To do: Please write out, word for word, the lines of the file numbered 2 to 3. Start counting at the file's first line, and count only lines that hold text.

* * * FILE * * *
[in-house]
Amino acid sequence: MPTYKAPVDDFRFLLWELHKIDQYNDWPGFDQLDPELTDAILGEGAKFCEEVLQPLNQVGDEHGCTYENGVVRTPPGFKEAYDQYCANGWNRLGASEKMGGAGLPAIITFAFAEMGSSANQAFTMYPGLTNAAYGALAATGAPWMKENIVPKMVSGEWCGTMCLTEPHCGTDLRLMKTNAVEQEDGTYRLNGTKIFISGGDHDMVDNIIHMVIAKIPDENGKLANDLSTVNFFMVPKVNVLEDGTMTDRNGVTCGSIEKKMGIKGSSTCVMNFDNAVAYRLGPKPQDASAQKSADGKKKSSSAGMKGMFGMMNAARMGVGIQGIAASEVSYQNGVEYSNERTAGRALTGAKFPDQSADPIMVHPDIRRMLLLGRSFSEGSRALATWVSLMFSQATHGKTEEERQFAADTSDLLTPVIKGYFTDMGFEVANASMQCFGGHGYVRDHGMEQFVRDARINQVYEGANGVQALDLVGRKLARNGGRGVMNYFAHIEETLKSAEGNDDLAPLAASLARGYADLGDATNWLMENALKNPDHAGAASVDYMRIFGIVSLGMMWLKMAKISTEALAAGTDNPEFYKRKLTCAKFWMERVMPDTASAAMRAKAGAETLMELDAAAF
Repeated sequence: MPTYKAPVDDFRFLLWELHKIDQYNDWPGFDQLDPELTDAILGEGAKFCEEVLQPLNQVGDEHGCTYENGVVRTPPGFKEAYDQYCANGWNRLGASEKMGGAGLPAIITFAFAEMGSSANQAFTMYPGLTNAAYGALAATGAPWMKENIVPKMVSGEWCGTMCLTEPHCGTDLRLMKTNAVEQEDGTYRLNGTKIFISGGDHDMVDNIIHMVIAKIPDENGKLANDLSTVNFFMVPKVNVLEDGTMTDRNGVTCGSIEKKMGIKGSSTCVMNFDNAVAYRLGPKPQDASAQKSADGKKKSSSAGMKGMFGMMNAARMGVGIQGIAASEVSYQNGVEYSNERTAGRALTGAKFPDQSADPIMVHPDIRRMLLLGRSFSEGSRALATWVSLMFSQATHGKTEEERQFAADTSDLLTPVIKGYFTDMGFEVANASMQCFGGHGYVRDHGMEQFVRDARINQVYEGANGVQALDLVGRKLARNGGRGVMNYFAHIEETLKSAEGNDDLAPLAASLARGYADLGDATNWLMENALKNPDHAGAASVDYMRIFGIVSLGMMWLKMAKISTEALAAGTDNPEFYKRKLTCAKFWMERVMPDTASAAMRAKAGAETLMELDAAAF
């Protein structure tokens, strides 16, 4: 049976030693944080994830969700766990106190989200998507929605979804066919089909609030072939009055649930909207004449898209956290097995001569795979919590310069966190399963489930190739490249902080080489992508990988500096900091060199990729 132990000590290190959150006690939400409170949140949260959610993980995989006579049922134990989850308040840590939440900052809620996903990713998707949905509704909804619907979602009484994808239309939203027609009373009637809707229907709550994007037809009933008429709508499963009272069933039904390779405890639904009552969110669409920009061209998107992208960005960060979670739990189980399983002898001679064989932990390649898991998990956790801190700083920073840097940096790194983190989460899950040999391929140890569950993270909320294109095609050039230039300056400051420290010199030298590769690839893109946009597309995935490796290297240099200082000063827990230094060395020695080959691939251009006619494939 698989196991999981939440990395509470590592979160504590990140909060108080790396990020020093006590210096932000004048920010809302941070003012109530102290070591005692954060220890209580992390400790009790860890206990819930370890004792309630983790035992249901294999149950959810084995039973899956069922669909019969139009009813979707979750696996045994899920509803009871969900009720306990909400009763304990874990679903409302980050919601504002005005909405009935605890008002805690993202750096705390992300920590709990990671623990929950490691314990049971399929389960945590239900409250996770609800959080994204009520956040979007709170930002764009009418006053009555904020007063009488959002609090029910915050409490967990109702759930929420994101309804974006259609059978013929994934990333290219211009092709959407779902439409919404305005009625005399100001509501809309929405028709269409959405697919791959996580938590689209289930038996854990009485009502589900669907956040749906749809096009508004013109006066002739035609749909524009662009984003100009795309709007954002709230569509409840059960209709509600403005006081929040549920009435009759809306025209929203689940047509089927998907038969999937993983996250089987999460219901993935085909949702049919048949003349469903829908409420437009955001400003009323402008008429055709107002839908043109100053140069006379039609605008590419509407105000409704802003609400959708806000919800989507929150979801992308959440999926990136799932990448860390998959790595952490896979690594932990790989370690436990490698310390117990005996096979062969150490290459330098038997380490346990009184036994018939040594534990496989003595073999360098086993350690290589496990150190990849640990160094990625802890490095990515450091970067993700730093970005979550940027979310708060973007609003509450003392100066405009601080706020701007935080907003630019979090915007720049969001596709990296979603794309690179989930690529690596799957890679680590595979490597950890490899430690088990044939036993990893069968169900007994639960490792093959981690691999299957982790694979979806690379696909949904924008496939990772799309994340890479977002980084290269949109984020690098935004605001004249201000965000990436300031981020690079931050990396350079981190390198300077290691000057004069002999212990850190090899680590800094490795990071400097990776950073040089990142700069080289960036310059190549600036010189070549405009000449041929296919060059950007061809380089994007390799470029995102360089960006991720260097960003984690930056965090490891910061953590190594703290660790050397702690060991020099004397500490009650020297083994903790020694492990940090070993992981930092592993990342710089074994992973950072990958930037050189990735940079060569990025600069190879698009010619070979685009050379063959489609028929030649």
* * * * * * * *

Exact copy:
Amino acid sequence: MPTYKAPVDDFRFLLWELHKIDQYNDWPGFDQLDPELTDAILGEGAKFCEEVLQPLNQVGDEHGCTYENGVVRTPPGFKEAYDQYCANGWNRLGASEKMGGAGLPAIITFAFAEMGSSANQAFTMYPGLTNAAYGALAATGAPWMKENIVPKMVSGEWCGTMCLTEPHCGTDLRLMKTNAVEQEDGTYRLNGTKIFISGGDHDMVDNIIHMVIAKIPDENGKLANDLSTVNFFMVPKVNVLEDGTMTDRNGVTCGSIEKKMGIKGSSTCVMNFDNAVAYRLGPKPQDASAQKSADGKKKSSSAGMKGMFGMMNAARMGVGIQGIAASEVSYQNGVEYSNERTAGRALTGAKFPDQSADPIMVHPDIRRMLLLGRSFSEGSRALATWVSLMFSQATHGKTEEERQFAADTSDLLTPVIKGYFTDMGFEVANASMQCFGGHGYVRDHGMEQFVRDARINQVYEGANGVQALDLVGRKLARNGGRGVMNYFAHIEETLKSAEGNDDLAPLAASLARGYADLGDATNWLMENALKNPDHAGAASVDYMRIFGIVSLGMMWLKMAKISTEALAAGTDNPEFYKRKLTCAKFWMERVMPDTASAAMRAKAGAETLMELDAAAF
Repeated sequence: MPTYKAPVDDFRFLLWELHKIDQYNDWPGFDQLDPELTDAILGEGAKFCEEVLQPLNQVGDEHGCTYENGVVRTPPGFKEAYDQYCANGWNRLGASEKMGGAGLPAIITFAFAEMGSSANQAFTMYPGLTNAAYGALAATGAPWMKENIVPKMVSGEWCGTMCLTEPHCGTDLRLMKTNAVEQEDGTYRLNGTKIFISGGDHDMVDNIIHMVIAKIPDENGKLANDLSTVNFFMVPKVNVLEDGTMTDRNGVTCGSIEKKMGIKGSSTCVMNFDNAVAYRLGPKPQDASAQKSADGKKKSSSAGMKGMFGMMNAARMGVGIQGIAASEVSYQNGVEYSNERTAGRALTGAKFPDQSADPIMVHPDIRRMLLLGRSFSEGSRALATWVSLMFSQATHGKTEEERQFAADTSDLLTPVIKGYFTDMGFEVANASMQCFGGHGYVRDHGMEQFVRDARINQVYEGANGVQALDLVGRKLARNGGRGVMNYFAHIEETLKSAEGNDDLAPLAASLARGYADLGDATNWLMENALKNPDHAGAASVDYMRIFGIVSLGMMWLKMAKISTEALAAGTDNPEFYKRKLTCAKFWMERVMPDTASAAMRAKAGAETLMELDAAAF